• Reduce the number of products you use: To limit the number of products you use choose those with multiple functions.

The Many Causes of Rosacea

So, to return to the question we started with: Is rosacea on the rise, or are we simply becoming more aware of it? Let’s first look at its underlying causes and then the specific conditions from which victims of the disorder suffer. Problems with the following bodily processes may contribute, or even cause rosacea, such as:

1. The Innate Immune System

CathelicidinsYour body relies on its innate immune system for its first line of defense against infection. The latest scientific research, though, suggests that this protective system may be malfunctioning in rosacea patients. Cathelicidins are anti-microbial molecules within the innate immune system that fight malignant bacteria and activate other parts of complex immune systems.

In National Rosacea Society-funded research, Dr. Richard Gallo and his colleagues at the University of California-San Diego found that cathelicidins seem to cause bumps and pimples, along with flushing and the appearance of small blood vessels. They exist more abundantly in rosacea patients than in rosacea-free people, though in a different form. Dr. Gallo published the research results in the prestigious scientific journal, Nature Medicine.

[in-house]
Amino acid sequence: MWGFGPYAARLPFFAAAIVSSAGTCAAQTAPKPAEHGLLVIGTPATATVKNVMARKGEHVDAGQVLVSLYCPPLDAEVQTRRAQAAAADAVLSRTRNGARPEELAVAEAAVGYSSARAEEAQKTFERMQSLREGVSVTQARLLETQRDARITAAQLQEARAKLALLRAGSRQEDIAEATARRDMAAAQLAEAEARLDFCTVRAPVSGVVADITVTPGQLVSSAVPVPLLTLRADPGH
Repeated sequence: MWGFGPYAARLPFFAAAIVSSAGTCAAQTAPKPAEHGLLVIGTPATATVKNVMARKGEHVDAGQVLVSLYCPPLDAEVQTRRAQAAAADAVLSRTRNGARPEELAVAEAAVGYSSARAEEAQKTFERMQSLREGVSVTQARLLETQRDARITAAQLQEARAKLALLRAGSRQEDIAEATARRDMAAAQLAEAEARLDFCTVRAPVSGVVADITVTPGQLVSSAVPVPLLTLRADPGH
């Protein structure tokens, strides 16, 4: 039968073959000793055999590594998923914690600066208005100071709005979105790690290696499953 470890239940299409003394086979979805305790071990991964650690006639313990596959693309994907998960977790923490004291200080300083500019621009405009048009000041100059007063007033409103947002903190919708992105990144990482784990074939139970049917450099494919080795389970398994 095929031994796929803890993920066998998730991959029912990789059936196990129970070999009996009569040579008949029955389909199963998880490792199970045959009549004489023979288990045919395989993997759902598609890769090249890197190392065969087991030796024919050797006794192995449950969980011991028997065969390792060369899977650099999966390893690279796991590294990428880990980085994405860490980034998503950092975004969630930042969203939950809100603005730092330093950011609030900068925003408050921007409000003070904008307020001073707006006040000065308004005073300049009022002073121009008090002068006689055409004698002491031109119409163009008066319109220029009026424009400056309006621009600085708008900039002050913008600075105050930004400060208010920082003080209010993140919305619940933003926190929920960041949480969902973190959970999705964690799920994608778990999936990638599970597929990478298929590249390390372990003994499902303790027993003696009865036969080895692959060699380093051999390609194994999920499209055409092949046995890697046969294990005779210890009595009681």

2. The Neurovascular System

Dr. Martin Steinhoff of the Charles Institute of Dermatology at University College Dublin and researchers at the University of California-San Francisco, have carried out National Rosacea Society-funded research. They found close links between the nervous system and vascular system that produce signs and symptoms of rosacea. This suggests that the flushing and inflammation of the condition share the same continuum.

alcoholic beveragesSome of the most common rosacea triggers show involvement of the sensory nervous system. These include exposure to ultraviolet radiation or skin irritants, extremes of temperature, strong emotions, alcoholic beverages and spicy foods. The researchers also noted that certain sensory nerves around blood vessels that may be related to stinging increase during rosacea’s rise.

In addition, they found that rosacea skin disrupts neuropeptides, the protein-like molecules nerve cells use for communication, their corresponding receptors and other related substances.

Research continues in an effort to determine if this imbalance affects the flushing and inflammation of rosacea. Neuropeptides affect the lymphatic system as well. The group found that lymphatic vessels may also influence swelling in the initial stages of rosacea.